Miniature Curbside Classic: Spotlight On Majorette

I have had this car affliction since I was about two or three. As a result, I had dozens of diecast 1/64 scale cars as a kid. At the time, there were four major brands: Lesney/Matchbox, Hot Wheels, Tomica/Pocket Cars, and Majorette. I liked all of them, but Majorette (and Tomica, which we’ll discuss some other time) were the most detailed. Made in France, not only did they have a number of European models, but quite a few US production cars as well.

One thing I really miss on modern diecast is the opening features. While Hot Wheels almost never had opening parts, many other brands did. Majorette was one of the best, with almost every model having either an opening hood, doors or trunk lid.

Some even had sliding doors and sunroofs that opened and closed. As my parents drove Volvos exclusively through the ’80s, Majorette’s 760 was very familiar, but other models like the Renault 25, Peugeot 205 and Ford Sierra weren’t.

Majorettes also had really robust suspensions. When you turned one over, you could see slots in the baseplate where parallel wires ran front to back, in a kind of torsion bar suspension.

They were so stout that you could raise one end of the car, drop it, and it would bounce up and down several times before stopping. Almost every model had a tough metal baseplate too. As long as I didn’t actively trash them (yes I was a destructive kid), they held up very well.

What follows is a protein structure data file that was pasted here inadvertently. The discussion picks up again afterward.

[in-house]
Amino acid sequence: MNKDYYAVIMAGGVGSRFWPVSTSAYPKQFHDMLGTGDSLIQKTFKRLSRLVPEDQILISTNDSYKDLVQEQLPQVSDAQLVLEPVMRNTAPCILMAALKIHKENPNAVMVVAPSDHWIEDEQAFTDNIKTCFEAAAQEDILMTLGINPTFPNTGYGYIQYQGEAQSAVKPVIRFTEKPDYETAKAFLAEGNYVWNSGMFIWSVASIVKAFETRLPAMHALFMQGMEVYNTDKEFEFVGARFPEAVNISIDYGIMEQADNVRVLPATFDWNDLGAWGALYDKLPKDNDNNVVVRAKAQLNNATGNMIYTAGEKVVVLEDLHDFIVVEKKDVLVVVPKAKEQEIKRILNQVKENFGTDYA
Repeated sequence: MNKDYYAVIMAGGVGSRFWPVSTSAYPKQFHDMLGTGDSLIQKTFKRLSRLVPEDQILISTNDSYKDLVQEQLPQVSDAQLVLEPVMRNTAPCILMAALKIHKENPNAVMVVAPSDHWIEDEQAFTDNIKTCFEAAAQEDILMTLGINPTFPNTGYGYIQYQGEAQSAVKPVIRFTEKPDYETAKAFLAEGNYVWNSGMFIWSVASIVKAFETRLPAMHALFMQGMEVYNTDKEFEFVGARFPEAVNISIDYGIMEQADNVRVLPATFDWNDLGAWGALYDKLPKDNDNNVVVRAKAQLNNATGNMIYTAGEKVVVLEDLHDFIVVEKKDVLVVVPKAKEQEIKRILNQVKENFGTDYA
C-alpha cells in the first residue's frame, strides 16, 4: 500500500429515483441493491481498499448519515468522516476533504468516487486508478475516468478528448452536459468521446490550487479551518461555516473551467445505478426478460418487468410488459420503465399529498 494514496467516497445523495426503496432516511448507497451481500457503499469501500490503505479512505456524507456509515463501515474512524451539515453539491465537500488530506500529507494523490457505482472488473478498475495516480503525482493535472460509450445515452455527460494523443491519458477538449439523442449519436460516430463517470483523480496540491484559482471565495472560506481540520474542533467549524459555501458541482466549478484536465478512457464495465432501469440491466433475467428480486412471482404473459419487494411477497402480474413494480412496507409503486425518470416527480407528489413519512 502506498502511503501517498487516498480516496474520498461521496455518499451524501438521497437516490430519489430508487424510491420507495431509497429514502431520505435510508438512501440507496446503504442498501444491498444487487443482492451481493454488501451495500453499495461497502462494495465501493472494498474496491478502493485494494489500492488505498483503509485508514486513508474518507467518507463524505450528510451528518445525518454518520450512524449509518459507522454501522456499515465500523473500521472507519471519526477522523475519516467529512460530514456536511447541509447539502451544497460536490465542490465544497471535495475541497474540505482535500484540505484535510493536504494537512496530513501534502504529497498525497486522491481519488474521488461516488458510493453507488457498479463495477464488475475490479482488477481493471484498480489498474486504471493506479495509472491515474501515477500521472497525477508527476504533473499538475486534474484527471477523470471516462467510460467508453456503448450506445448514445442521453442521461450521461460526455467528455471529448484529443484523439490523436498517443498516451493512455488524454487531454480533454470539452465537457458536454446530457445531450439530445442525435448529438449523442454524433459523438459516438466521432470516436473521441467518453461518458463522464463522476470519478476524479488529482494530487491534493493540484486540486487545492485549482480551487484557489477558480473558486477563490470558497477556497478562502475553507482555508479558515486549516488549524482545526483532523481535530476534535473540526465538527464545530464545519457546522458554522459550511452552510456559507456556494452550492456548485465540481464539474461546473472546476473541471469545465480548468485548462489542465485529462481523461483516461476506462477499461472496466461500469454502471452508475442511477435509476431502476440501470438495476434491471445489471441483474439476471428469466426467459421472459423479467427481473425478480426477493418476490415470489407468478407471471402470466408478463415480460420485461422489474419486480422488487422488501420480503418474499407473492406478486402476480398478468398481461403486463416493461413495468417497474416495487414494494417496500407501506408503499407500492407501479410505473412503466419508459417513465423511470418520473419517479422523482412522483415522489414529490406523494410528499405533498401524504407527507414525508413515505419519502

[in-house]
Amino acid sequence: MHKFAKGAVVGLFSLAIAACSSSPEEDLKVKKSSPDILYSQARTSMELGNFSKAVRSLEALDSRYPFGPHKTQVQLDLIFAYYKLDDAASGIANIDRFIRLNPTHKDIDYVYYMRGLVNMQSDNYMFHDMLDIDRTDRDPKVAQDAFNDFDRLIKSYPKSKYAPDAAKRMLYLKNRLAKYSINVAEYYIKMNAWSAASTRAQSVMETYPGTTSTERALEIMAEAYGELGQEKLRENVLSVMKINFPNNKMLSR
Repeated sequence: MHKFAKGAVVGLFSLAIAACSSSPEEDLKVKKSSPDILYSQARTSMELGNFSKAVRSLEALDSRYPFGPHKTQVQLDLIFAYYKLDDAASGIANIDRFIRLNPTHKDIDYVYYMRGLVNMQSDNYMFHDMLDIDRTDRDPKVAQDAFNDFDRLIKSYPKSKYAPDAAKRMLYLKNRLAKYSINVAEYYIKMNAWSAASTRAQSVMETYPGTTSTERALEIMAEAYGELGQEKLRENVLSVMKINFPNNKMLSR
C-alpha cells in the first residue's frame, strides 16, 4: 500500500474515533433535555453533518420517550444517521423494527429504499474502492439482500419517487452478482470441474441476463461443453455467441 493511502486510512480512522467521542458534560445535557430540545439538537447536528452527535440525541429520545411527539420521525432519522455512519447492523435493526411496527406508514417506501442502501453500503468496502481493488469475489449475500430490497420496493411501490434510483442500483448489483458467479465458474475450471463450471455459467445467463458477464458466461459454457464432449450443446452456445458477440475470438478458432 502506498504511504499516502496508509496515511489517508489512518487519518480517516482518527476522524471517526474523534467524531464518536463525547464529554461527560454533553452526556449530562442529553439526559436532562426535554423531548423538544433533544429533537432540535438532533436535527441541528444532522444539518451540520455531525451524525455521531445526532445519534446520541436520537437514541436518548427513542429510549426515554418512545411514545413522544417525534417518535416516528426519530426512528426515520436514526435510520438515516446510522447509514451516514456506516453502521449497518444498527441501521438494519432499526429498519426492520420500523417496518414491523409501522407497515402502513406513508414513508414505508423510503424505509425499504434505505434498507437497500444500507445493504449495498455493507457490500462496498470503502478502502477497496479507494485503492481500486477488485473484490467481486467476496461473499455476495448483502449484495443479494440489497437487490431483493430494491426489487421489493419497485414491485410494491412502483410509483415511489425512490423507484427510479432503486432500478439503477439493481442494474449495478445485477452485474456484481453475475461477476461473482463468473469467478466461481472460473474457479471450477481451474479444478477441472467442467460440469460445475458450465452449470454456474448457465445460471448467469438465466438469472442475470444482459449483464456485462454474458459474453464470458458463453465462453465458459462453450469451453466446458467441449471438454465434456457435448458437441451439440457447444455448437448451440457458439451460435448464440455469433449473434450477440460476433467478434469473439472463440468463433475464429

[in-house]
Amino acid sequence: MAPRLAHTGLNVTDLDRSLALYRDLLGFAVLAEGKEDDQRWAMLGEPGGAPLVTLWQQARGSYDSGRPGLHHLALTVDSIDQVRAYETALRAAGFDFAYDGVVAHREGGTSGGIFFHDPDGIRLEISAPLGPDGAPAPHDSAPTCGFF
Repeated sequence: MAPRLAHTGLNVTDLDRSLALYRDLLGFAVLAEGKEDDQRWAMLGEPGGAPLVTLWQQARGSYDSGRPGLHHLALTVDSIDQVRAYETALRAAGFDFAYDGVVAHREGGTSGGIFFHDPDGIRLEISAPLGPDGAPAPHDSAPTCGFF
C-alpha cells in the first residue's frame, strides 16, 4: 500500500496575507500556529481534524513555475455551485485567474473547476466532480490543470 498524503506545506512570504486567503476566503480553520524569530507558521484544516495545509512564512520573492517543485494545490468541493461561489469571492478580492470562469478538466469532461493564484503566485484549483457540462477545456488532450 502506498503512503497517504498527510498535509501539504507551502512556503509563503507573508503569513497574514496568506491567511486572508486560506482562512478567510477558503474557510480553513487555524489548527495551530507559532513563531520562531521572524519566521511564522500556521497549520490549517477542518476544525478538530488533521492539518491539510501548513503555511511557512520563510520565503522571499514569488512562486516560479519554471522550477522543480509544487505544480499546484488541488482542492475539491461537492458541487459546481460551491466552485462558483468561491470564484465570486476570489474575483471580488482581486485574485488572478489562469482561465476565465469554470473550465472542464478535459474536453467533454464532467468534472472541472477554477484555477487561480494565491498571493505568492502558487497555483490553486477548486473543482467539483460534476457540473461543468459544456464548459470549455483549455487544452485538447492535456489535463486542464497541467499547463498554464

Another neat feature was that many times, clear headlights would be incorporated into the model’s glass area, and taillamps were often integrated into the interior bucket. Naturally, this worked best with red interiors, as shown on the Sierra above.

Majorette also made quite a few 4x4s, with models that would warm any off-roader’s heart. The Jeep CJ-5 was a favorite of mine, and it came in both standard height (shown above) and jacked-up versions. The top was also removable if you wanted your imaginary passengers to enjoy al fresco motoring.

Considering they were a French company, Majorette did quite a few American cars, including a late ’80s Mustang convertible, aero T-Bird and Chevy Impala taxi and police cars. There was even a Military Police Impala in olive drab. They also made what may be the only diecast model of the tough-as-nails Tercel 4WD wagon.

Sports cars were also in abundance, in addition to the sedans, wagons and vans. Again, detail was very good for the scale. The 911 actually has ‘PORSCHE’ spelled out on the back.

This Celica (and the 300ZX further down) actually has pop-up headlights in addition to the opening doors. Most models also had an interior with not only accurate seats, but detailed steering wheels that duplicated the real car’s tiller.

The Renault 5 shown above is one of my earliest Majorettes, picked up at a flea market years ago. I also had a really cool W116 Mercedes, but it did not survive to the present day. I said I was a destructive kid!

Majorette models were pretty easy to find and collect between the ’80s and early ’90s, though not every store carried them. I recall that most of mine came from Osco or Target. I don’t believe they were priced any higher than equivalent Hot Wheels or Matchbox cars.

By the late ’90s, I started having trouble finding them. Between 2000-2003 Osco seemed to be the only place that had them. That was a shame as I still collected these neat little cars, even though I was out of college and working full time by the end of 2002. Since then they have completely disappeared.

A few years ago I read that the company was having issues, and finally had to move production out of France. They are still in business, but I’m not sure if they are sold in the US anymore. Even if they’re not, at least I still have most of my original ones.